'Heartbroken': Dream home for paralysed Limerick woman refused planning

Patricia Ingle, 28, continues to require care 24 hours a day

Anne Sheridan


Anne Sheridan



'Heartbroken': Dream home for paralysed Limerick woman refused planning

Patricia Ingle during her 1,000 day hospital stay with her parents Annette and Pat

A PARALYSED woman has been left “heartbroken” as plans to build her “dream home” in county Limerick have been refused planning permission by An Bord Pleanala.

Patricia Ingle, 28, received an award of €10.6m from the High Court in a personal injuries case, after she was left paralysed and brain damaged after contracting a rare disease.

Ms Ingle spent over 1,000 days in hospital when she suddenly fell ill in 2008, allegedly after working in a pet store in Limerick, which she had hoped would be the start of her career working with animals.

It was alleged that she contracted the disease as a result of inhaling dust from the faeces of parrots suffering from chlamydia psittacosis - an airborne infection which can be transmitted from birds to humans – while working in the Petmania store on the Ennis Road in Limerick.

A single objection was lodged against the plans to build a home for Ms Ingle, given her “unique and self-evident needs”, at Five Cross Road, Farnane, Murroe.

Her family said that they had examined between 50 and 60 potential sites for a purpose-built home for Ms Ingle in recent years, but this site represented the most suitable location for her.

Letters of support from the wider community in Murroe were also sent on her behalf.

The plans for a six-bedroom home for Ms Ingle and her family on a 3.7 hectare site were granted planning permission by Limerick City and County Council in November last, but appealed to An Bord Pleanala by a sole objector.

“It is just devastating news for us all and particularly Patricia after months of anticipation,” her mother Annette told the Limerick Leader.

“She loved that site, and we had all been so very hopeful, as other potential sites had fallen through. She is heartbroken and so are we for her.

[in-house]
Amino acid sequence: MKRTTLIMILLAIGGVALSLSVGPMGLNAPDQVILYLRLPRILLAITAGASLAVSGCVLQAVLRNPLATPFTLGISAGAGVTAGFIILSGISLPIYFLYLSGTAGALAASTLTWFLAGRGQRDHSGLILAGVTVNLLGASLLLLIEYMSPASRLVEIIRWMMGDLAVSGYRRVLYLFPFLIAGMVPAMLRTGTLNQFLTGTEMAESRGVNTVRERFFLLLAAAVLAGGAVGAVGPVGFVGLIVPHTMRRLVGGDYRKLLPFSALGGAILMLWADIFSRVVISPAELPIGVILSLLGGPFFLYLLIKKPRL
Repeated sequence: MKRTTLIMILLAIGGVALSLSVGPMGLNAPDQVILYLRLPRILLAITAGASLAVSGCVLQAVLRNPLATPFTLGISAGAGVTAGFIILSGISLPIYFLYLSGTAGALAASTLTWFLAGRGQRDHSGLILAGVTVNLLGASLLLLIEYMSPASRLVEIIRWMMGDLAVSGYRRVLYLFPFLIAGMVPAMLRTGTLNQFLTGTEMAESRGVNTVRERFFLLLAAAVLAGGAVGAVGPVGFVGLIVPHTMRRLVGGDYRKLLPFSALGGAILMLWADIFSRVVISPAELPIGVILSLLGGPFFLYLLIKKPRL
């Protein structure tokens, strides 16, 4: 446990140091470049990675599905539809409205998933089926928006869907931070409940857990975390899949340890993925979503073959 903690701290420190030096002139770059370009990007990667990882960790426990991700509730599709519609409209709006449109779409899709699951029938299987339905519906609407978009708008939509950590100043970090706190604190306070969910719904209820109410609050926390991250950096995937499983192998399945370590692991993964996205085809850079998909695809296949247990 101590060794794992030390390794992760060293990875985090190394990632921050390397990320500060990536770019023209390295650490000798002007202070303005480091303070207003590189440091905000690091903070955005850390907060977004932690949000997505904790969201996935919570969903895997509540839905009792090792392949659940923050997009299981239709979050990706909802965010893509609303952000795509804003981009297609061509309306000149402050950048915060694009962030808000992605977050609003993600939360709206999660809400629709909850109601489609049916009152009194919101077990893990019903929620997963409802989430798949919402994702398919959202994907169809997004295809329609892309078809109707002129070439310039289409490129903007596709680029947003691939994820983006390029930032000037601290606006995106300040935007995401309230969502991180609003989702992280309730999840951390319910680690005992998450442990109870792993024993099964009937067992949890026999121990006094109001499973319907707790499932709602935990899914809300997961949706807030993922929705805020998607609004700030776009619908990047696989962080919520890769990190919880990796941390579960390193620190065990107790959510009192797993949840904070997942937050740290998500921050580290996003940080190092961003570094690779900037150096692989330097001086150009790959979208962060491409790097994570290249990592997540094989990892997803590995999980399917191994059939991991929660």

“It is another cruel blow for Patricia. She has gone through an awful lot of disappointment in her life and this is the latest one in a long road.

“We were not trying to build a hotel – it’s a single storey house – and it just feels very unfair for someone who is disabled through no fault of their own,” she said.

Representatives for the family had appealed to planners that these were “truly extraordinary circumstances”, and that if passed, this development could positively contribute to her long-term health and well-being.

Cork-based CBA Architecture, on behalf of Ms Ingle, urged planners to recognise that “Patricia’s home will be her most important asset.

“Patricia will spend more time in her home than the average person and this is one of the reasons why this site is suitable for Patricia.

“It has been advised by medical professionals that Patricia will benefit greatly from this [proposed home] psychologically and this may have a positive knock-on affect physically.

“We have analysed Patricia’s existing home and the site is not capable of supporting her needs moving forward.

“We accept that under normal circumstances one off housing in the countryside has to be discouraged, but we can’t emphasise enough that these are truly extraordinary circumstances.

“Unfortunately our planning policies do not appear to support situations such as Patricia’s, which are difficult to anticipate and do not comply with the usual requirements. A house catering to her special needs is not catered for in a rural context by any development,” stated the architects.

They said that she does not desire to live alone in sheltered accommodation, but in a family home, where they can support each other.

The owner of the land in Murroe had entered into a contract with Ms Ingle to sell the landholding to her – subject to her obtaining permission for a suitable dwelling.

One objector stated that the proposed development is in the same field previously found to be unsuitable for housing on two separate occasions by An Bord Pleanala, in February 2000 and in August 2001. 

The objector also stated in her documentation submitted that there was inadequate site notice, that the planning authority failed to notify her that significant new information and revised plans had been submitted, that urban sprawl should be prevented, and that the site is unsuitable for the proposed development.

An Bord Pleanala refused the development on the grounds that it conflicts with the Limerick County Development Plan, that the applicant “has not demonstrated that she has a genuine rural housing need”, and that the site is not capable of being drained satisfactorily.

As a result, they said the development would be “prejudicial to public health and would be contrary to proper planning and sustainable development of the area.”

Nine years on, her family said that she continues to require “a mini-industry” of health professionals for her 24-hour care.

She remains dependent on a ventilator, has to be tube fed, is in a wheelchair, and requires constant care.

Her father Pat told the Leader that she requires care 24/7, including a care nurse and a health care assistant, night and day, who could have been facilitated to stay overnight in the proposed new home for Patricia.

She has also requires speech therapy, a physiotherapist, an occupational therapist and a psychologist.